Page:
3. The big boys have a schedule

The two most prolific animated studios, Disney and DreamWorks, have a set schedule that they do not tend to differ from. Disney has one Pixar film a year with normally at least one Disney-branded one as well. DreamWorks had hoped to to about 2.5 films a year (that’s 3 in five) but that has since been pulled back to something more manageable for Jeffrey Katzenburg’s studio. The point is that both studios don’t really differ in the amount of films they offer.

4. Standards are being raised

Arguably, ever since Pixar burst on the scene in 1995, the standard for animated films has been raised spectacularly, and I’m not talking visually here. Storytelling, character and direction have all fallen under the Pixar influence. Nowadays the audience fully expects to see films as complete and complex as what John Lasseter and Co. put out and they have become merciless if they feel disappointed. Witness the recent failure of Delgo (Elliot Cowan’s favourite film) or the relatively poor performance of Battle for Terra. The list can go on, although no studio should be under the illusion at this point that the audience will accept anything.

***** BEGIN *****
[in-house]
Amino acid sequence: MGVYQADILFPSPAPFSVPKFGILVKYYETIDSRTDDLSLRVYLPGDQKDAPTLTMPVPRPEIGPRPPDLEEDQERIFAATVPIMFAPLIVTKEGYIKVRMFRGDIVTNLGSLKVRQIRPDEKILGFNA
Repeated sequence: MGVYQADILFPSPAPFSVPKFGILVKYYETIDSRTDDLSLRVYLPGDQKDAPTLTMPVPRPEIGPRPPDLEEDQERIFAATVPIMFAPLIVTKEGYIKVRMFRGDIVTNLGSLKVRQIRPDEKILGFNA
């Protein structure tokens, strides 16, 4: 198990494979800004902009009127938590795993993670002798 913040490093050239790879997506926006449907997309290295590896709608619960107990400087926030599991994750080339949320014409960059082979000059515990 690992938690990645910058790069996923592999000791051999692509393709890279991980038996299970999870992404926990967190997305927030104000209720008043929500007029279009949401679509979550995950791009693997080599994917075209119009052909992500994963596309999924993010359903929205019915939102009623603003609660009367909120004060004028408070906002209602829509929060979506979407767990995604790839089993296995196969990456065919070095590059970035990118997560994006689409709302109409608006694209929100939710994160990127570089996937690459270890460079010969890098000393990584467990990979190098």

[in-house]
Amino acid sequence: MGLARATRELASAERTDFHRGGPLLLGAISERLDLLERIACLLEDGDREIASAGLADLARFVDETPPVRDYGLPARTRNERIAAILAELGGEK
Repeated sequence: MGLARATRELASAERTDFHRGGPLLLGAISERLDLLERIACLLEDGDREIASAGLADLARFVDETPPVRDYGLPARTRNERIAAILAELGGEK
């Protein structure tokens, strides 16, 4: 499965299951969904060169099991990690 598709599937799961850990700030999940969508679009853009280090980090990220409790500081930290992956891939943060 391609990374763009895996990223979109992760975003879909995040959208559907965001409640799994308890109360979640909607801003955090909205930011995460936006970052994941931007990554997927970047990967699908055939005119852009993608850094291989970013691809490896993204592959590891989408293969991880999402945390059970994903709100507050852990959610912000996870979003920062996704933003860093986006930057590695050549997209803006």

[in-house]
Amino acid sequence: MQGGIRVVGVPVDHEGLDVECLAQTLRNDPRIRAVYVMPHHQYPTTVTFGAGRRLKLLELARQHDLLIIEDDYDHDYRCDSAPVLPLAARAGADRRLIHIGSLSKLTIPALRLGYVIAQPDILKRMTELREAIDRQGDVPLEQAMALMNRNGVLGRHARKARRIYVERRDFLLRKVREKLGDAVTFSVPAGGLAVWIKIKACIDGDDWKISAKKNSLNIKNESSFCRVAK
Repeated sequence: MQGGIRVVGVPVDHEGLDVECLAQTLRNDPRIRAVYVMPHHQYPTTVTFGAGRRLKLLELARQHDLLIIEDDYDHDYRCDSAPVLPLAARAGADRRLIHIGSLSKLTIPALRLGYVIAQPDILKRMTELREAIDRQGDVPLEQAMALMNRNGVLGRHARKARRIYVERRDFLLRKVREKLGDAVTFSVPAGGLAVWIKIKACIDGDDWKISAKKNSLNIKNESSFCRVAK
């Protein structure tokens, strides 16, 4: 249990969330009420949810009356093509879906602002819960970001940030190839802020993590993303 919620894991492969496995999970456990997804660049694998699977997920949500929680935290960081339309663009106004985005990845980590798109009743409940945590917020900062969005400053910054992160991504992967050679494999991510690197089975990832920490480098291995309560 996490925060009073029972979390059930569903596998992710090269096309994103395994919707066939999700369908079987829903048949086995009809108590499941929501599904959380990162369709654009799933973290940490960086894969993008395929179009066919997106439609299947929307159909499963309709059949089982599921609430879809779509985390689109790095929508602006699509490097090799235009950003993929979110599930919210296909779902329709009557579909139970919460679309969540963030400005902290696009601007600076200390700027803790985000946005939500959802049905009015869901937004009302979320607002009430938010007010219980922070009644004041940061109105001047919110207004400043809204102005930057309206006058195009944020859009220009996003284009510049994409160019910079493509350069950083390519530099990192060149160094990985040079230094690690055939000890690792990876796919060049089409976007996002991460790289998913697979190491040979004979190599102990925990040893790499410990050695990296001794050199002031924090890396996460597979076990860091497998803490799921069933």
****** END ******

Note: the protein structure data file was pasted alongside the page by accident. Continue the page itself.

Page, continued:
5. The Core Audience Isn’t Changing

Unlike the customers for other forms of films, the core market for animated films isn’t really moving. Kids that are watching these films generally aren’t the ones downloading them from the internet. That may change someday, but for now, the vast majority of parents are more than willing to take their kids to the cinema. Unlike say, an R rated film, whose potential audience may just decide to download the film from the internet before it is even released and skip themselves a heck of a lot of hassle. The point is, the market is actually growing (slowly) so until we see a rapid upswing in the number of animated films, it is highly unlikely that the market is saturated.